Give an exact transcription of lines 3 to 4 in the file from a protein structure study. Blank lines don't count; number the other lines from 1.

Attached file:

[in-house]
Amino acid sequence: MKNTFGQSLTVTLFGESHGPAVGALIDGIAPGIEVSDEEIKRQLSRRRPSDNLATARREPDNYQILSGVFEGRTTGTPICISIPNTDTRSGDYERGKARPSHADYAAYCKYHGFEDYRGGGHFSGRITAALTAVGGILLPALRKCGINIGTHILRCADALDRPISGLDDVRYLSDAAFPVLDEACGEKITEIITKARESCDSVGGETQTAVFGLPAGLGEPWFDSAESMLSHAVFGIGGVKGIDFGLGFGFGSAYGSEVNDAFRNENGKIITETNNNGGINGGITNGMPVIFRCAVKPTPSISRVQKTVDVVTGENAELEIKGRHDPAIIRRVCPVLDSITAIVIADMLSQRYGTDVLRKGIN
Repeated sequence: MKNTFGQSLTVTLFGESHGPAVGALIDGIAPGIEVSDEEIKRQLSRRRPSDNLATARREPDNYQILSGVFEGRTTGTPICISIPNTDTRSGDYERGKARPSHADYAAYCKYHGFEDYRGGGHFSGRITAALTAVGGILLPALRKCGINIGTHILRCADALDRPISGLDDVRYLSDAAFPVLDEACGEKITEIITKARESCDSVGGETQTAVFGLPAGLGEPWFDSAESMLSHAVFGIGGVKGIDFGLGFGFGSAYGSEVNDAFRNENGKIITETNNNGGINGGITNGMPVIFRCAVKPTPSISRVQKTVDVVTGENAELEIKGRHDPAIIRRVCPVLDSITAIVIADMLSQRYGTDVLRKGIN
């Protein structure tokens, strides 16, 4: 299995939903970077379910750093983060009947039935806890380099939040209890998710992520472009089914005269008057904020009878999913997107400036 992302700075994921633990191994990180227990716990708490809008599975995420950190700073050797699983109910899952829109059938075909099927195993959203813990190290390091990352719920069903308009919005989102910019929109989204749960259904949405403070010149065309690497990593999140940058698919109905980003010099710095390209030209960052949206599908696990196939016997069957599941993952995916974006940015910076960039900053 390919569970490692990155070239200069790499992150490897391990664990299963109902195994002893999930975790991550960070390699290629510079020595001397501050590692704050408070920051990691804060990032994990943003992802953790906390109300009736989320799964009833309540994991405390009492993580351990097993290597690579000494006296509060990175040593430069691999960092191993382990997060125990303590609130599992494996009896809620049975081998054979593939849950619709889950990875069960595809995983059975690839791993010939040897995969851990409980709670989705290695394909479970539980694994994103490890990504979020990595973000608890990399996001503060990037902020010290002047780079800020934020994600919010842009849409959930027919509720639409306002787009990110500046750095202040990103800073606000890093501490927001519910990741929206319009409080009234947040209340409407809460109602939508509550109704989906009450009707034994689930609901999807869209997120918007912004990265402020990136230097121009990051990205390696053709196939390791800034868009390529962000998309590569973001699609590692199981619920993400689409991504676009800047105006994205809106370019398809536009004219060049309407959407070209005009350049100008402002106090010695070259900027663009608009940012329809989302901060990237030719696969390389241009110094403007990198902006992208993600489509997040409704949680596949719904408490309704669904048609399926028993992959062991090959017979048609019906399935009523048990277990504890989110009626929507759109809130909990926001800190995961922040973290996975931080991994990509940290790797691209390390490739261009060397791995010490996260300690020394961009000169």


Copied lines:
Repeated sequence: MKNTFGQSLTVTLFGESHGPAVGALIDGIAPGIEVSDEEIKRQLSRRRPSDNLATARREPDNYQILSGVFEGRTTGTPICISIPNTDTRSGDYERGKARPSHADYAAYCKYHGFEDYRGGGHFSGRITAALTAVGGILLPALRKCGINIGTHILRCADALDRPISGLDDVRYLSDAAFPVLDEACGEKITEIITKARESCDSVGGETQTAVFGLPAGLGEPWFDSAESMLSHAVFGIGGVKGIDFGLGFGFGSAYGSEVNDAFRNENGKIITETNNNGGINGGITNGMPVIFRCAVKPTPSISRVQKTVDVVTGENAELEIKGRHDPAIIRRVCPVLDSITAIVIADMLSQRYGTDVLRKGIN
């Protein structure tokens, strides 16, 4: 299995939903970077379910750093983060009947039935806890380099939040209890998710992520472009089914005269008057904020009878999913997107400036 992302700075994921633990191994990180227990716990708490809008599975995420950190700073050797699983109910899952829109059938075909099927195993959203813990190290390091990352719920069903308009919005989102910019929109989204749960259904949405403070010149065309690497990593999140940058698919109905980003010099710095390209030209960052949206599908696990196939016997069957599941993952995916974006940015910076960039900053 390919569970490692990155070239200069790499992150490897391990664990299963109902195994002893999930975790991550960070390699290629510079020595001397501050590692704050408070920051990691804060990032994990943003992802953790906390109300009736989320799964009833309540994991405390009492993580351990097993290597690579000494006296509060990175040593430069691999960092191993382990997060125990303590609130599992494996009896809620049975081998054979593939849950619709889950990875069960595809995983059975690839791993010939040897995969851990409980709670989705290695394909479970539980694994994103490890990504979020990595973000608890990399996001503060990037902020010290002047780079800020934020994600919010842009849409959930027919509720639409306002787009990110500046750095202040990103800073606000890093501490927001519910990741929206319009409080009234947040209340409407809460109602939508509550109704989906009450009707034994689930609901999807869209997120918007912004990265402020990136230097121009990051990205390696053709196939390791800034868009390529962000998309590569973001699609590692199981619920993400689409991504676009800047105006994205809106370019398809536009004219060049309407959407070209005009350049100008402002106090010695070259900027663009608009940012329809989302901060990237030719696969390389241009110094403007990198902006992208993600489509997040409704949680596949719904408490309704669904048609399926028993992959062991090959017979048609019906399935009523048990277990504890989110009626929507759109809130909990926001800190995961922040973290996975931080991994990509940290790797691209390390490739261009060397791995010490996260300690020394961009000169």